Ski Holiday France: Destination Ideas and Travel Tips
Where and when to find the best deals, which airports to fly to, and general info on insurance and equipment hire.
France offers some of the most challenging and formidable pistes in the world, as well as a wide range of wintersports – including snowboarding, toboganning and ski touring (which is like hiking on skis).
France takes skiing seriously and every level of ability is well catered for.
Chamonix Mont Blanc
Ski season start roughly in December just before Christmas and then finishes around the end of April. The cheapest time to go is at the beginning and the end of the season and in January. The busiest times would be Christmas and New Year, as well as the school holidays (late February and early March).
As well as nordic (cross country) and alpine (downhill) skiing, there’s off-piste (hors piste in french) for the more experienced; ski touring (ski randonnée), can take you to the less accessible places outside the main resort areas. You can also ski in the summer (July and August) on the high altitude glaciers, in places like Tignes or Val d’Isère.
As a general rule, the downhill runs are colour coded to show the level of difficulty: green (beginners), blue (intermediate), red (advanced) and black (very advanced). Cross country ski trails are marked as easy or difficult.
The top ski holiday france destination would be the Alps along the Italian and Swiss border, followed closely by the Pyrénées in the south, near Northern Spain. There are a few alternatives as well which can be cheaper – such as the Massif Central, Jura and Vosges.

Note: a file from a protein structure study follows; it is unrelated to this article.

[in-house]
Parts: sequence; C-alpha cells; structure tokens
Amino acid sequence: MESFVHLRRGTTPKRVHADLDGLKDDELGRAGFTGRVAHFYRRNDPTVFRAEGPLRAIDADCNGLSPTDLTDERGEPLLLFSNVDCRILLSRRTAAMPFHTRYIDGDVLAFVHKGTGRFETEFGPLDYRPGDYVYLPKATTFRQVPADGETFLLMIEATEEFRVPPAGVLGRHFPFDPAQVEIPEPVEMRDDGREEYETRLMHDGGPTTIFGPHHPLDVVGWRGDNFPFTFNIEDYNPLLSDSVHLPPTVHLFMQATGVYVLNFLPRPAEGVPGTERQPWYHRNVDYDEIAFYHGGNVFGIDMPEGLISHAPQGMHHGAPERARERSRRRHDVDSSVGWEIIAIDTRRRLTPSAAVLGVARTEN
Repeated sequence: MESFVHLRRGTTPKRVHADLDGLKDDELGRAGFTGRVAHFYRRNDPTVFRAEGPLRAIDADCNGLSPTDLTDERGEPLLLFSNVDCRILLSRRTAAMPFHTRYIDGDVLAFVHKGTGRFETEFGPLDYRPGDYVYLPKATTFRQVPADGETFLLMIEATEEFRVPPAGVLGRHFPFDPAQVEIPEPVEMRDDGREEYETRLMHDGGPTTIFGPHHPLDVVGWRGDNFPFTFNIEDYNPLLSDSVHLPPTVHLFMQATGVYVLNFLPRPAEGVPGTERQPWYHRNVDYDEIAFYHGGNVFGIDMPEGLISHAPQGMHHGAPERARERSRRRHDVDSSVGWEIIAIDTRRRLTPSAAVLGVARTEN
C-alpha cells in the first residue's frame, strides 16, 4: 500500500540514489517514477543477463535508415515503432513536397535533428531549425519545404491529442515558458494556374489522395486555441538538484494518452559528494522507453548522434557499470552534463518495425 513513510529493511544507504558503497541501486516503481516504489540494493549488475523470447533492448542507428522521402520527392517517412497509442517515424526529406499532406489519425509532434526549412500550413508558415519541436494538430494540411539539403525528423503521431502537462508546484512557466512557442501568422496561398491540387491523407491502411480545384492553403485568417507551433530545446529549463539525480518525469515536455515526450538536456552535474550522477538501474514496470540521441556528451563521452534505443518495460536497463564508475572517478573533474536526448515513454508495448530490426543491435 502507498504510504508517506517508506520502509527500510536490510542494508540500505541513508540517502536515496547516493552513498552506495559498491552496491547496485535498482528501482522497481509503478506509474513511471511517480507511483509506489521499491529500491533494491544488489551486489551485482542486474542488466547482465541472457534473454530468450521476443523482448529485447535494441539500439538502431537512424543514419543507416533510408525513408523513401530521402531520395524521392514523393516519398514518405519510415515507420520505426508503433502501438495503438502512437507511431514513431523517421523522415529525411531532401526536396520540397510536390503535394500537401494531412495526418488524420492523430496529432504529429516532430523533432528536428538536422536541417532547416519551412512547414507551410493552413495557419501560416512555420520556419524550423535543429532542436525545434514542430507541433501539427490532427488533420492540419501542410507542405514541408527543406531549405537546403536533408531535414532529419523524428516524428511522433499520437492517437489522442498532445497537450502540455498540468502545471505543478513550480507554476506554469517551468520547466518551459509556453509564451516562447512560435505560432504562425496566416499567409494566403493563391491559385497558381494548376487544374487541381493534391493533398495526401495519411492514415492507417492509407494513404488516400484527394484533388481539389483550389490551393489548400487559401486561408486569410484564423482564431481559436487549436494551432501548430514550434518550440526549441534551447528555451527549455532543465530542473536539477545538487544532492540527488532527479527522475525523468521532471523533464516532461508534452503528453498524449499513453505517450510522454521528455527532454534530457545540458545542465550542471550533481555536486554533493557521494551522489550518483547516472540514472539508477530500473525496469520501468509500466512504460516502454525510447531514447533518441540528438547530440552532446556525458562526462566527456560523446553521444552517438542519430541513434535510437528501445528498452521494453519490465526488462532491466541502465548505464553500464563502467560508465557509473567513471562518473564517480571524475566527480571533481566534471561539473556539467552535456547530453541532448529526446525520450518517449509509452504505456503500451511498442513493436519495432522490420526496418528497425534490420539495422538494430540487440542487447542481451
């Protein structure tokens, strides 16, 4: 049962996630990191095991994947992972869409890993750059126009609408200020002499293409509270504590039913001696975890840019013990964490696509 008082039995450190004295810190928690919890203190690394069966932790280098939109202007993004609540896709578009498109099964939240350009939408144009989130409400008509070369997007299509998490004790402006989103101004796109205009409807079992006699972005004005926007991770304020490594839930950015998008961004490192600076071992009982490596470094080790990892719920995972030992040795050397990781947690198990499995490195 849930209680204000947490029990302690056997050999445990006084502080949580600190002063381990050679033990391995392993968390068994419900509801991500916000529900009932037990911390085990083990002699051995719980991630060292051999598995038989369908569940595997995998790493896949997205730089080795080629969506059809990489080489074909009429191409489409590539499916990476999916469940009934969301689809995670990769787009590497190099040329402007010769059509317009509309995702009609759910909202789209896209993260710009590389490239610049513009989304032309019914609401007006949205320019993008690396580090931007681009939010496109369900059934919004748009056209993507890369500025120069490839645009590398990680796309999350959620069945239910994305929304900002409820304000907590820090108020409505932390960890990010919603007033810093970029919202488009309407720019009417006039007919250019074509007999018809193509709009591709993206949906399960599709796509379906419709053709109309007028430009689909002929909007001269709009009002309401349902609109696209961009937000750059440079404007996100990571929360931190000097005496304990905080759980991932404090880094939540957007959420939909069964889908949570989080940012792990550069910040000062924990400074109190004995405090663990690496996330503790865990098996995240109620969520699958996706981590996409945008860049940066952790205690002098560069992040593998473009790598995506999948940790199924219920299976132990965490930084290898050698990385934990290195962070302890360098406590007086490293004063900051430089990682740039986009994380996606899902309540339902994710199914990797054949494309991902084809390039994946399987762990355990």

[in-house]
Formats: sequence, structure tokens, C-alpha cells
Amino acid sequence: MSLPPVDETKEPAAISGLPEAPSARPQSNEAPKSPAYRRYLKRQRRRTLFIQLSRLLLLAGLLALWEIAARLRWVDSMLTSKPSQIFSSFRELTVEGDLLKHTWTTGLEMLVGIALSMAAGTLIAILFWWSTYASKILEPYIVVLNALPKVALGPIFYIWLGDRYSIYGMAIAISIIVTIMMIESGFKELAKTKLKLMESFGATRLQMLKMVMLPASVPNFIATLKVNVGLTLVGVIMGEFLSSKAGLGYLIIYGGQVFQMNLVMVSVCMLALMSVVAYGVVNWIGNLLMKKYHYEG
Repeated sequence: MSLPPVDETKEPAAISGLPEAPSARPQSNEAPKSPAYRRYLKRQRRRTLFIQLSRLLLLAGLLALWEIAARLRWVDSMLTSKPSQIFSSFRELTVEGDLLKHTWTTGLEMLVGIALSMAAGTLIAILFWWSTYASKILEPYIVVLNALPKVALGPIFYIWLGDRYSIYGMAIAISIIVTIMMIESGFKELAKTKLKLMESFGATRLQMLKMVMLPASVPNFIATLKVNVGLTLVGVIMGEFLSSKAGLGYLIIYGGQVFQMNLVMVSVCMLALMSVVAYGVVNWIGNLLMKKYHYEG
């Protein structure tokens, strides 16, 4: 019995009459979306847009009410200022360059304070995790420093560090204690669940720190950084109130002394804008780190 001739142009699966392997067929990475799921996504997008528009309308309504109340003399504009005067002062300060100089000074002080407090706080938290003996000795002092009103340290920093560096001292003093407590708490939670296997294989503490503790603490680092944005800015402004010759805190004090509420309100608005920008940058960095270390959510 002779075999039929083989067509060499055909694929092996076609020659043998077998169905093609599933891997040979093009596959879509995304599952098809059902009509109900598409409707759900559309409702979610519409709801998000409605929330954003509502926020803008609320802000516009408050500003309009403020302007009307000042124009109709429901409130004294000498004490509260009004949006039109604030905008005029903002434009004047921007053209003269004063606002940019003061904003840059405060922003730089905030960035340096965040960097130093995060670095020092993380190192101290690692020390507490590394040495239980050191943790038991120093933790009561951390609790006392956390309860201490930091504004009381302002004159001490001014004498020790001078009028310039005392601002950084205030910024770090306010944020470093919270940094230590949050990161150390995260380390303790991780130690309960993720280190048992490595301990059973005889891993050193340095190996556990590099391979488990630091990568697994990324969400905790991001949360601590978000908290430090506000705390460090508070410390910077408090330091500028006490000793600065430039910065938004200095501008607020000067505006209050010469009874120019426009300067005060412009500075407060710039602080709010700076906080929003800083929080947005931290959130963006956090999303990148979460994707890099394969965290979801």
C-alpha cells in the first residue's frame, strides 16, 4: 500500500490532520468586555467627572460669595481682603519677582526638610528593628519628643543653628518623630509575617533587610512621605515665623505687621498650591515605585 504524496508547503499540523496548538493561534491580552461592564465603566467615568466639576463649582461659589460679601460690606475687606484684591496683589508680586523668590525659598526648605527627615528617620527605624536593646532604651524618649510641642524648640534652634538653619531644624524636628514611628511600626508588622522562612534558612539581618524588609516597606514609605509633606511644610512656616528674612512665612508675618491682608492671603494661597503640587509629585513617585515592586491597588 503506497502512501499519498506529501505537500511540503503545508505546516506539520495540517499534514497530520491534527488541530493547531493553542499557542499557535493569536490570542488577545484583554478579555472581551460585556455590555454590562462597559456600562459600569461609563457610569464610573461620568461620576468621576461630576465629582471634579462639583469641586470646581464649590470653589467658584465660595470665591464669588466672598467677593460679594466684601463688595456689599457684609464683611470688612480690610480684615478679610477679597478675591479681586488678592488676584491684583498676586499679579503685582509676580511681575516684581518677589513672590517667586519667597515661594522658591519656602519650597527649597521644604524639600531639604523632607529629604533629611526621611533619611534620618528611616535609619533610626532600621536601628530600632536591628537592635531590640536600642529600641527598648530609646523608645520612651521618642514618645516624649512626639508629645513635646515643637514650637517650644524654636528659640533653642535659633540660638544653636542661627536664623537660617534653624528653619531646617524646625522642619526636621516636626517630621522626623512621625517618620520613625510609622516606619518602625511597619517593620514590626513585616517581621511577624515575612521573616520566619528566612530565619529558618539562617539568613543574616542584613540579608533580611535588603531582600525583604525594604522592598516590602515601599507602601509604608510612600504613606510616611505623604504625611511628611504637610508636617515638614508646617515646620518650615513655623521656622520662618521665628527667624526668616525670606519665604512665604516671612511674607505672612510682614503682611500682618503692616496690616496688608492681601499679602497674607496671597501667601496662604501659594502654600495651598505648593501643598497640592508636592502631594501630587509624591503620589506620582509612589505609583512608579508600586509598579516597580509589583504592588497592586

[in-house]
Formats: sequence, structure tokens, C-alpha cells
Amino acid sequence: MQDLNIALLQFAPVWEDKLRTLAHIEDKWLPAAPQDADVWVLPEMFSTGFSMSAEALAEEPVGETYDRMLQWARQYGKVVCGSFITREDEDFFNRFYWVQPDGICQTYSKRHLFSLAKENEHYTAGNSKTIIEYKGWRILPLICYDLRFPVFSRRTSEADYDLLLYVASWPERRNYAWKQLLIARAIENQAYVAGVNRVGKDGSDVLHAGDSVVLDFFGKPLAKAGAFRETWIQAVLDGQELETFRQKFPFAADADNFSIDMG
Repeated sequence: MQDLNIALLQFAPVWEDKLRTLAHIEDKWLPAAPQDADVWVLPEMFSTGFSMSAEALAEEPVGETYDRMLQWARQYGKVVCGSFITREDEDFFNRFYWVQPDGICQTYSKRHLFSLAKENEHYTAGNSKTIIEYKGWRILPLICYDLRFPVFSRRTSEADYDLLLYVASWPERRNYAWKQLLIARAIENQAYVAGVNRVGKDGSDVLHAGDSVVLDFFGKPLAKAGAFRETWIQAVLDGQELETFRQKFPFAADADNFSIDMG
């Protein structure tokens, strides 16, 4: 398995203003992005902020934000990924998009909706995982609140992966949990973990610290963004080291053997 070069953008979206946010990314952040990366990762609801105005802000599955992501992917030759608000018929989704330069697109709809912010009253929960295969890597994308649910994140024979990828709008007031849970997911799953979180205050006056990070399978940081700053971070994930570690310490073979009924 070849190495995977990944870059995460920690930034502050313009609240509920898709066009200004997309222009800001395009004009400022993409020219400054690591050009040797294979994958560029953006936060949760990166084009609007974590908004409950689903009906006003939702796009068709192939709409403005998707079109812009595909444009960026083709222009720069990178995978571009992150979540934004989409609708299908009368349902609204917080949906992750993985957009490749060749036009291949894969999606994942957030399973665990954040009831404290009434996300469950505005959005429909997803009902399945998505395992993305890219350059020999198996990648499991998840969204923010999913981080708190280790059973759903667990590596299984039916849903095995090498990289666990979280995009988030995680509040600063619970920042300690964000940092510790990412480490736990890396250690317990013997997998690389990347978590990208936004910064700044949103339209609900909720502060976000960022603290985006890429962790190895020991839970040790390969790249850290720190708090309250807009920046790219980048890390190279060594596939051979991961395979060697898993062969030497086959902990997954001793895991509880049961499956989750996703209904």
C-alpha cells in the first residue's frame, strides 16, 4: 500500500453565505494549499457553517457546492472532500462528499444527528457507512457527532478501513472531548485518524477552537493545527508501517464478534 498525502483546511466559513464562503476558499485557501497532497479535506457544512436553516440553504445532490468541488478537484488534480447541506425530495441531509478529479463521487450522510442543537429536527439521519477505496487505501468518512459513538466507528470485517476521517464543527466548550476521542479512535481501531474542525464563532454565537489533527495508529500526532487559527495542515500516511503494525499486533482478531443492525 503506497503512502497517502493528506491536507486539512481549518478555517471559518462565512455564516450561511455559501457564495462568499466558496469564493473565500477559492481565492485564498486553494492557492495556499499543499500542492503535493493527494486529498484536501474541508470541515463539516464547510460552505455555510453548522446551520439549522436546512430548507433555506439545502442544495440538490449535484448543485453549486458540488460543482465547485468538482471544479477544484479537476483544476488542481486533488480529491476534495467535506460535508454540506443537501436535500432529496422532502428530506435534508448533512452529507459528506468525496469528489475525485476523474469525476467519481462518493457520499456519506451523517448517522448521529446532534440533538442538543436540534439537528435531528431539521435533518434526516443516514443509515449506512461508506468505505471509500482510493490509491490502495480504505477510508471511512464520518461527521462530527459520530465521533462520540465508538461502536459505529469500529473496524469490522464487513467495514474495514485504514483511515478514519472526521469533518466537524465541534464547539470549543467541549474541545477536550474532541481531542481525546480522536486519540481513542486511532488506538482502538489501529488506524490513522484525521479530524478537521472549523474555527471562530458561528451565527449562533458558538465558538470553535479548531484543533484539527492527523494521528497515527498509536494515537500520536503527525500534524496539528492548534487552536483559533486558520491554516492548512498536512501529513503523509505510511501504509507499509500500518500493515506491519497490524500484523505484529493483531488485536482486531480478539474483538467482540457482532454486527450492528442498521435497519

For the French Alps, you can fly into Chambéry, Geneva, Grenoble or Lyon St-Exupery Airports. For the Pyrénées: Pau, Toulouse and Carcassonne; Perpignan, Montpellier, Lourdes and Biarritz are also options.
For other ski holidays france ideas such as the Massif Central – closest airports would be Clermont-Ferran Auvergne or Lyon; and for the Jura: Lyon, Basel/Mulhouse and Geneva.
Train services within France to the ski areas are excellent (you can pick up “La Neige en Direct” at SNCF train stations, which provides more info). For example, you can take the Eurostar from London (Waterloo station) to Moûtiers, which is the gateway to Les Trois Vallées ski area; or to Bourg St-Maurice for the Val d’Isère. For the Jura, the trains stops at Bellegarde, Dôle, Mouchard, or Vallorbe.
You can easily hire skis, snowboards, boots and poles in the resorts. Lift passes come in all sorts of combinations – from daily, to weekly, monthly and seasonal. Many passes will give you access to neighbouring resorts.
So, how to get the best deals? Unless you are truly experienced in organising a ski holiday France and have an indepth knowledge of the area, booking a package deal through an agent tends to be cheaper (and alot less hassle) than booking everything yourself.
Travel agents can secure cheaper rates and have more ‘buying’ power.
In saying that, if there is a package deal that appeals to you, before you go ahead and book, do your own research into the area to make sure its right for you. For example:
- How close is the accommodation to the skiing (eg is it walking distance or will you need transport?)
- How will transport be arranged between the airport and your accommodation?
- What about skiing equipment? If you’re bringing your own, where can it be stored?
- What ability level is the skiing area suited to? – beginners, intermediate, advanced, families, or a mix? What is the snow quality like? Is there a risk that snow conditions will be unsuitable and the runs may close?
- If you’re bringing the kids: is it family friendly, does it offer services such as childcare, or laundry?
Insurance is essential in case of theft or injury. Many of the package deals offer insurance. Check the small print though, to ensure that the cover is appropriate for your plans – some insurers don’t cover off-piste accidents, for example.
You might come across Carré/Carte Neige insurance – this is not a full insurance policy; it’s more of a top-up which works in tandem with your main insurance policy. It will cover you for transporting you off the mountain – but that’s it – it doesn’t cover you for surgery fees. Seek the advice of a professional if necessary, and read the small print – you’ll be glad you did.